The architectural complex we know today as the DomQuartier comprises the Cathedral and the Residenz – once the center of the prince-archbishops’ power – along with Benedictine St. Peter’s Abbey. With a single entrance ticket, visitors have the opportunity to marvel at five different Salzburg museums. The historical rooms of the DomQuartier also house various collections focused especially on the Baroque history of the city.
The starting point for your tour of the DomQuartier are the baroque state rooms of the Alte Residenz. Strolling through the Residenz Gallery, you will pass through the Cathedral Museum and then into the museum of St. Peter’s. The Salzburg Museum’s Rossacher Collection of Baroque art in the northern oratories serves as the final stop on the tour. Yet another unique highlight: The tour also treats visitors to imposing views and a new appreciation for the historical district as well as the city mountains.
The Salzburg Museum has garnered numerous awards, an institution with its own unique character housed within the magnificently restored Neue Residenz. Aside from aesthetic presentations and valuable art objects, a number of multimedia installations also invite visitors to marvel and learn.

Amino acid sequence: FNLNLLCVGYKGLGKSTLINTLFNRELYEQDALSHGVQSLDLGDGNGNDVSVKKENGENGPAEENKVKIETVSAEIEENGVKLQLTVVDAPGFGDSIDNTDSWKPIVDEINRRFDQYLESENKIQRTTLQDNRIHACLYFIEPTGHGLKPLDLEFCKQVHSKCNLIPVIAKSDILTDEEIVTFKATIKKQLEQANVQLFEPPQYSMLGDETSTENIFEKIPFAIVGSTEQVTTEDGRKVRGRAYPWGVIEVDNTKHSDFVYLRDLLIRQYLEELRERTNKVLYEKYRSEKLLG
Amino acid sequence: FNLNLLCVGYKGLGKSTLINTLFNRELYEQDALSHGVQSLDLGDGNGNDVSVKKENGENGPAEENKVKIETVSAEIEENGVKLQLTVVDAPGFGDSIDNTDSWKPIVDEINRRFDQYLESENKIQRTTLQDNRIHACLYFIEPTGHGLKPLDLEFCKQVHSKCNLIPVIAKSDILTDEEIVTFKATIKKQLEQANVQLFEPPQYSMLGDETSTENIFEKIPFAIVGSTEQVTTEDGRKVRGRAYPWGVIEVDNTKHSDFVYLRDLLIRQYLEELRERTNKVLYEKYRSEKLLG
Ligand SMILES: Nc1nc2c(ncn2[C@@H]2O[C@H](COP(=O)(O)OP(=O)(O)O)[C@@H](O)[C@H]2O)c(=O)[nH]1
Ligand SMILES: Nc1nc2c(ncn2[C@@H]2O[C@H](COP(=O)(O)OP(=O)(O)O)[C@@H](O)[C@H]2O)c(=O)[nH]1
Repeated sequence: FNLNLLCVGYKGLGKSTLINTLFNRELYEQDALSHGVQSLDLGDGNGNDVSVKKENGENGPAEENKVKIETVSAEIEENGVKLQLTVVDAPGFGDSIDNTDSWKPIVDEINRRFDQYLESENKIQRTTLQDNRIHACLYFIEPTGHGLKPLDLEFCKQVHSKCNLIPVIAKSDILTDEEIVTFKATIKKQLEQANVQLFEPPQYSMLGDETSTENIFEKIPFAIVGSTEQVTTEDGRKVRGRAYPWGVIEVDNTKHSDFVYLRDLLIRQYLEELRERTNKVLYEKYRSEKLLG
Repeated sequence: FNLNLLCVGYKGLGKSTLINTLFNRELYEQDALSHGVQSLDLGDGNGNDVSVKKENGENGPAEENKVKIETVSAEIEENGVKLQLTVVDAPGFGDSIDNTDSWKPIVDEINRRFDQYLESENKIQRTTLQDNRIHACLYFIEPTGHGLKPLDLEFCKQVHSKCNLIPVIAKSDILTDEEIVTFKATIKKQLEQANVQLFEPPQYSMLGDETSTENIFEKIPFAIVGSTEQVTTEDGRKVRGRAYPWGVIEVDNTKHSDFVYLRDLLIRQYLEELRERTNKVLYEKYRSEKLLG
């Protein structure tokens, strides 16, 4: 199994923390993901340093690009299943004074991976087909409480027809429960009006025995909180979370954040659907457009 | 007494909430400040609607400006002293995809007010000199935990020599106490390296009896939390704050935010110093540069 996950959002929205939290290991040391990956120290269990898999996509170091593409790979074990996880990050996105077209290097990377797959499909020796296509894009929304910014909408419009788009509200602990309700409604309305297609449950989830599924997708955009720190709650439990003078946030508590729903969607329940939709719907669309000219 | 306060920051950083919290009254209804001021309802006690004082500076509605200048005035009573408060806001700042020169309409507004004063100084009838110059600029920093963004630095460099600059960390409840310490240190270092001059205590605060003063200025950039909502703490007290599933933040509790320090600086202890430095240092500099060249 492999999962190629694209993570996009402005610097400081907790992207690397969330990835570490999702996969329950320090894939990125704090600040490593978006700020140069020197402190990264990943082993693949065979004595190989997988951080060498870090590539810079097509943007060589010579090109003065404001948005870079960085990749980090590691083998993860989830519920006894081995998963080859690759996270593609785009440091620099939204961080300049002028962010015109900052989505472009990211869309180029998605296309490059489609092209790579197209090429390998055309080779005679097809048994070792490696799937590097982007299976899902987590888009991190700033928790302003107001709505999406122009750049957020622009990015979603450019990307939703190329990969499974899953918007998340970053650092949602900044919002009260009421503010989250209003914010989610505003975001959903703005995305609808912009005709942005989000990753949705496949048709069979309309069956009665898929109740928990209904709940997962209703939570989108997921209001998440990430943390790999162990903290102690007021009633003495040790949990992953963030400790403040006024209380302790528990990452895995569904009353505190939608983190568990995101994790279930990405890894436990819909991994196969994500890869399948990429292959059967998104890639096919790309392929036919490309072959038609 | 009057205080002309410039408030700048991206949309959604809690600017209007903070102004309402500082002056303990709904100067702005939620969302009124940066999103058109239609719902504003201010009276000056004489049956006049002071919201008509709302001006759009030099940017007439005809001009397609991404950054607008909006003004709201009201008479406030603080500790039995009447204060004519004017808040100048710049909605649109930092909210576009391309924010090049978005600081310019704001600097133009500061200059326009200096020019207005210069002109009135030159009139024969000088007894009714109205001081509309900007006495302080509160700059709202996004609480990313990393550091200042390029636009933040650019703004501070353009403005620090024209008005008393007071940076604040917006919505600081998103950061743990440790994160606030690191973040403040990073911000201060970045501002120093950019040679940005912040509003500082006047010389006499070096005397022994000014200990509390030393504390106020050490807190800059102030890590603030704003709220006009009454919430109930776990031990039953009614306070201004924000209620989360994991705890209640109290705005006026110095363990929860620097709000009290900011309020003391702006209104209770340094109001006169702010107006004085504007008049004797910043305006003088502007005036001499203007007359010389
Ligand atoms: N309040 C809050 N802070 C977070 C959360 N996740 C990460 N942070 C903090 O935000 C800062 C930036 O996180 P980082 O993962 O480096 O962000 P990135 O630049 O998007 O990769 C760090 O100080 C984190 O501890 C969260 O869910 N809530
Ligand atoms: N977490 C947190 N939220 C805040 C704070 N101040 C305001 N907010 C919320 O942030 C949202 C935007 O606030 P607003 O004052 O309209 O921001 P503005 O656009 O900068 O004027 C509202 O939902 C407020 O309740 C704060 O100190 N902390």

During their reigns, the Salzburg prince-archbishops shaped the city and province in a multitude of ways. But aside from the spiritual and secular leaders, a series of other interesting men and women have done their part to enrich Salzburg as well. On the first floor of the museum an exhibition is dedicated to them, focused on themes that include art, science, architecture, literature, music, photography, the working world and craftsmanship.
The Art House stands in the light of Lake Constance. Its structure is built from glass plates, steel and a stone mass of cast concrete that forms structure and space in the interior of the building. Viewed from outside, the building gives the impression of an illuminant. It absorbs the changing light of the sky and the haze light of the lake, radiates light and colour back and gives an idea of something of its inner life, depending on the angle, the time of day and the weather.